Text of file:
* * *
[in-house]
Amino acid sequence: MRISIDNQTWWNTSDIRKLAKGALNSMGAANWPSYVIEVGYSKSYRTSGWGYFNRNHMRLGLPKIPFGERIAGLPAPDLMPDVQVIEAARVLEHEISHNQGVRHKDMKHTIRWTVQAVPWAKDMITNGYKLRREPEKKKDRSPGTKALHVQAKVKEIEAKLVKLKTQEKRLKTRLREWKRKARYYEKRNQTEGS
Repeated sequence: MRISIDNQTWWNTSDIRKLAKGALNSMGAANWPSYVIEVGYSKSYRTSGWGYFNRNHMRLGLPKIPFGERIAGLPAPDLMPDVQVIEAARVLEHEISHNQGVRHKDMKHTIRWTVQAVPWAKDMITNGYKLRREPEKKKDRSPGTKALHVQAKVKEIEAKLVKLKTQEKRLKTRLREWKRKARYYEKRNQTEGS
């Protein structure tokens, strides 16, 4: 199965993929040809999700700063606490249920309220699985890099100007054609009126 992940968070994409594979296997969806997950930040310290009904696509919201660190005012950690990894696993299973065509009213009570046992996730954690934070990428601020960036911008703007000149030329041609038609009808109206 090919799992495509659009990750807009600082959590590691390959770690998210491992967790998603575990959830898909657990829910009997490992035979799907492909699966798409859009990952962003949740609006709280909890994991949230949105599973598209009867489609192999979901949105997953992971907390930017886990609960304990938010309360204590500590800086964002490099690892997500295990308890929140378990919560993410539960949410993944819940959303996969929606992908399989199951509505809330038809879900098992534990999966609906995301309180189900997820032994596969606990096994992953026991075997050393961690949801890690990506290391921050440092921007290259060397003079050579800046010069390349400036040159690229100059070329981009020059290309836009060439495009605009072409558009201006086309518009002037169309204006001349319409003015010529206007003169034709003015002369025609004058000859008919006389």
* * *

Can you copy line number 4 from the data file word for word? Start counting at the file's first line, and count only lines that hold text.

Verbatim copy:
């Protein structure tokens, strides 16, 4: 199965993929040809999700700063606490249920309220699985890099100007054609009126 992940968070994409594979296997969806997950930040310290009904696509919201660190005012950690990894696993299973065509009213009570046992996730954690934070990428601020960036911008703007000149030329041609038609009808109206 090919799992495509659009990750807009600082959590590691390959770690998210491992967790998603575990959830898909657990829910009997490992035979799907492909699966798409859009990952962003949740609006709280909890994991949230949105599973598209009867489609192999979901949105997953992971907390930017886990609960304990938010309360204590500590800086964002490099690892997500295990308890929140378990919560993410539960949410993944819940959303996969929606992908399989199951509505809330038809879900098992534990999966609906995301309180189900997820032994596969606990096994992953026991075997050393961690949801890690990506290391921050440092921007290259060397003079050579800046010069390349400036040159690229100059070329981009020059290309836009060439495009605009072409558009201006086309518009002037169309204006001349319409003015010529206007003169034709003015002369025609004058000859008919006389």